Not your average question, right? However, if you live in a coastal area like Louisiana, you probably spend plenty of time thinking about —or at least hearing about—flooding. If you’re a homeowner, you definitely know a little something about your home’s flood rating. If you don’t know, or can’t remember, it’s probably a good time to call your insurance company and check on that!
Your home’s susceptibility to flooding is important on many levels, insurance and maintenance costs just to name a few. Did you know that in 2008 FEMA published a bulletin on Flood Damage-Resistant Materials? It’s Technical Bulletin 2, and it was published in August 2008. Not only does this bulletin classify building materials into 5 categories, it also lists over 100 building materials, classifies them based on the above-mentioned categories, and discusses the use of said materials on a structure. See the table below :
As you can see, only materials that meet the specifications of Classes 4 and 5 are suitable for use in areas below the Base Flood Elevation (BFE) in Special Flood Hazard Areas (SFHAs). What?! I know. I’ll explain it all in a moment.
To understand BFE, you need to know what the base flood is. The base flood is more commonly known as the “100 year flood,” which is used to determine who needs to purchase flood insurance. It’s basically a prediction of the worst-case scenario, and it sets the standard for possible flood caution.
The BFE is the height of the base flood, so anything below the height of the base flood (or the BFE) must meet the minimum acceptable standards established by FEMA and the National Army Corps of Engineers. Finally, SFHAs are areas located on the flood map that are noted to be “subject to inundation,” or areas that are more likely to flood.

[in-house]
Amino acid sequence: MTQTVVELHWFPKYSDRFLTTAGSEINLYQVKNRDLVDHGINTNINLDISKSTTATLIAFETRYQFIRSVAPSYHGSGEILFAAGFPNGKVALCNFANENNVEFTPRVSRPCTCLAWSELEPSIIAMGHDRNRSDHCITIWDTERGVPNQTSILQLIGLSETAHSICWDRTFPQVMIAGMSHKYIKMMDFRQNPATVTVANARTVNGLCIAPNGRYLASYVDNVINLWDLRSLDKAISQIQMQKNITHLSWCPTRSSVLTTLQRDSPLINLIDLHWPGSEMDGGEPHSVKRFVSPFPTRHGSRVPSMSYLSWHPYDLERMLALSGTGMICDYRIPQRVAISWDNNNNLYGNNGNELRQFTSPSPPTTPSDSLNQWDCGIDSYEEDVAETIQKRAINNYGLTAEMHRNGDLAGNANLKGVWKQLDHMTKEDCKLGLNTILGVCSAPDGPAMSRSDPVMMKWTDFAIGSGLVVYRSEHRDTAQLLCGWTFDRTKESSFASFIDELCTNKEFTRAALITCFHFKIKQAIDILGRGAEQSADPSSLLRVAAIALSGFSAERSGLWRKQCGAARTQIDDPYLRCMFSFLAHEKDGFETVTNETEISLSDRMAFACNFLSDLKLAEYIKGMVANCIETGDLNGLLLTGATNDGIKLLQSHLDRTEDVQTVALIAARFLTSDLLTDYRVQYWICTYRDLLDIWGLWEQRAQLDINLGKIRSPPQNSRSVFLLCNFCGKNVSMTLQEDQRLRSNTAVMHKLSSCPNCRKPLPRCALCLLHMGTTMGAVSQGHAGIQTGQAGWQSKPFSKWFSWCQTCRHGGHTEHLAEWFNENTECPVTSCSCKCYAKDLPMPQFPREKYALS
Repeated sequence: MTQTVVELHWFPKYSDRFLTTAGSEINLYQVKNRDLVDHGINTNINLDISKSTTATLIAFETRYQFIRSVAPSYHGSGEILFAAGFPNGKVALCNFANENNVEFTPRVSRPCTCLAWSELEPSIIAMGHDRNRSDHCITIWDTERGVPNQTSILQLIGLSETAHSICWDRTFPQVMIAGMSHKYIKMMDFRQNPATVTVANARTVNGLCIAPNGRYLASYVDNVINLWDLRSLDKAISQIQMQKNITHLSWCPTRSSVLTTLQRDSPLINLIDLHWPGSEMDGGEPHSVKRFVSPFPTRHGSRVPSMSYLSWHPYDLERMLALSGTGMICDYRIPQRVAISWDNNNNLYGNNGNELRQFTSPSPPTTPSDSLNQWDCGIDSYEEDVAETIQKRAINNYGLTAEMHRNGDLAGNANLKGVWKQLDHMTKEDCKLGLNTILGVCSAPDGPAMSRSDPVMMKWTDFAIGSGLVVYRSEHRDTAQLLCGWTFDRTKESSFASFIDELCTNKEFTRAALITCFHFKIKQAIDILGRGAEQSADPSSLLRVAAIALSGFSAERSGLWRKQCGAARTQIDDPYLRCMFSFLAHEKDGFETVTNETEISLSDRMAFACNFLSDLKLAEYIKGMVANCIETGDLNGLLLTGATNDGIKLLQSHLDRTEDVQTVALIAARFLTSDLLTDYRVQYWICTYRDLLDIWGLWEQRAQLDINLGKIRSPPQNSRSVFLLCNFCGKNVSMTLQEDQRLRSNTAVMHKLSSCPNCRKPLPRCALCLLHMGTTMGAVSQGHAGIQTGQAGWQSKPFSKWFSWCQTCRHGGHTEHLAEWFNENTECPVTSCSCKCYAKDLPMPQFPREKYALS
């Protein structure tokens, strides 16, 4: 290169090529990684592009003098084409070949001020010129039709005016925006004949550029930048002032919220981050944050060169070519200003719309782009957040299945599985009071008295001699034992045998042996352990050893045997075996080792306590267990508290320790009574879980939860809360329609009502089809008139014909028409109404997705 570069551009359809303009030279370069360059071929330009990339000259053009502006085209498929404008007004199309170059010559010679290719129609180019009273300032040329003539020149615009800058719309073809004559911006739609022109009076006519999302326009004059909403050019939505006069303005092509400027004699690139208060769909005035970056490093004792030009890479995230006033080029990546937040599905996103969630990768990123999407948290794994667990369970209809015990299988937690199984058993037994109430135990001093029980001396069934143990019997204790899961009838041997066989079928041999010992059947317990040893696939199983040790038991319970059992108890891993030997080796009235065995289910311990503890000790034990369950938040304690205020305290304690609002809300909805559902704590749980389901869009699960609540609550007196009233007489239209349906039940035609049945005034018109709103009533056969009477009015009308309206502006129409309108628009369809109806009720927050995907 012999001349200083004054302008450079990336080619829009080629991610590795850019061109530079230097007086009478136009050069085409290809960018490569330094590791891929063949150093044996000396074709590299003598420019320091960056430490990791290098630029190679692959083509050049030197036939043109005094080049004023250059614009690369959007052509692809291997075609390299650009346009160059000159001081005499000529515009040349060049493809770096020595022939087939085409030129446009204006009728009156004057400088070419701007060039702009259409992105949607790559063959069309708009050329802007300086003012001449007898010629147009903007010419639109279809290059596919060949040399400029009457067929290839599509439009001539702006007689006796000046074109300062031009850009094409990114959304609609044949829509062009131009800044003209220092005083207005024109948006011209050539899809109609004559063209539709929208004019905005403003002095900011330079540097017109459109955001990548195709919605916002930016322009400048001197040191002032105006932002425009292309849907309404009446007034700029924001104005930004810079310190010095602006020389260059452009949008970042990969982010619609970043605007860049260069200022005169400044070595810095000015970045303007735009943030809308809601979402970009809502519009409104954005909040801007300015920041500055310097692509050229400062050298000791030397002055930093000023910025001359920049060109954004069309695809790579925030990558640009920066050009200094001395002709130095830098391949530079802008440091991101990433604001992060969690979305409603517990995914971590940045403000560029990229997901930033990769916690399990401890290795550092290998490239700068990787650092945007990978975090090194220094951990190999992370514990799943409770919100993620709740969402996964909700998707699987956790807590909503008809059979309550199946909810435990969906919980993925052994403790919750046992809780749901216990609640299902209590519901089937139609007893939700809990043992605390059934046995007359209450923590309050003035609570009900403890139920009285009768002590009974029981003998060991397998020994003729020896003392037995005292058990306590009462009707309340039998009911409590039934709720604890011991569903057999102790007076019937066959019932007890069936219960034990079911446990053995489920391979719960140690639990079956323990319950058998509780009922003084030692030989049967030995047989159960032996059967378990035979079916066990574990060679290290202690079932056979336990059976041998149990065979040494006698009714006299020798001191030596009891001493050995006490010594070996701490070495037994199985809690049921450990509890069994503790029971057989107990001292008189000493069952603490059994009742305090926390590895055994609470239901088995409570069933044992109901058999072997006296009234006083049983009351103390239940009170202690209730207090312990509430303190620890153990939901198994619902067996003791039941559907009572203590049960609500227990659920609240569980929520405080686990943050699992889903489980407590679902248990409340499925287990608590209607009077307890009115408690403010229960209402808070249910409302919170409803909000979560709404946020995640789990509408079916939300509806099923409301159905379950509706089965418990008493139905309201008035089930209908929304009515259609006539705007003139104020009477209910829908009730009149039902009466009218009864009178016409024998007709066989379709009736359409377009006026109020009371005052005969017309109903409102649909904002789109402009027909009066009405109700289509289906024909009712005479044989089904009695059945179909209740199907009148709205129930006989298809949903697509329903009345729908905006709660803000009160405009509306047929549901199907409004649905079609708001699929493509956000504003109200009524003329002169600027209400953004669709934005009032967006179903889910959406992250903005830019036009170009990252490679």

According to the bulletin acceptable materials are “…any building product [material, component, or system] capable of withstanding direct and prolonged contact with flood waters without sustaining significant damage.”
To further clarify, FEMA defines terms that might be considered vague:
- “prolonged contact”-72 hours maximum
- “significant damage”-more than cosmetic damage (cleaning, sanitizing, and/or resurfacing)
In addition to the defining cosmetic damage vs. significant damage, the bulletin specifies that the cost of correcting cosmetic damages must be less than that of repair or replacement of the product.
Why exactly do you need to know all of this? Because closed cell spray foam meets the standards of Class 5 materials as established by FEMA. Closed cell foam is suitable for interior and exterior uses in floors, walls, and ceilings.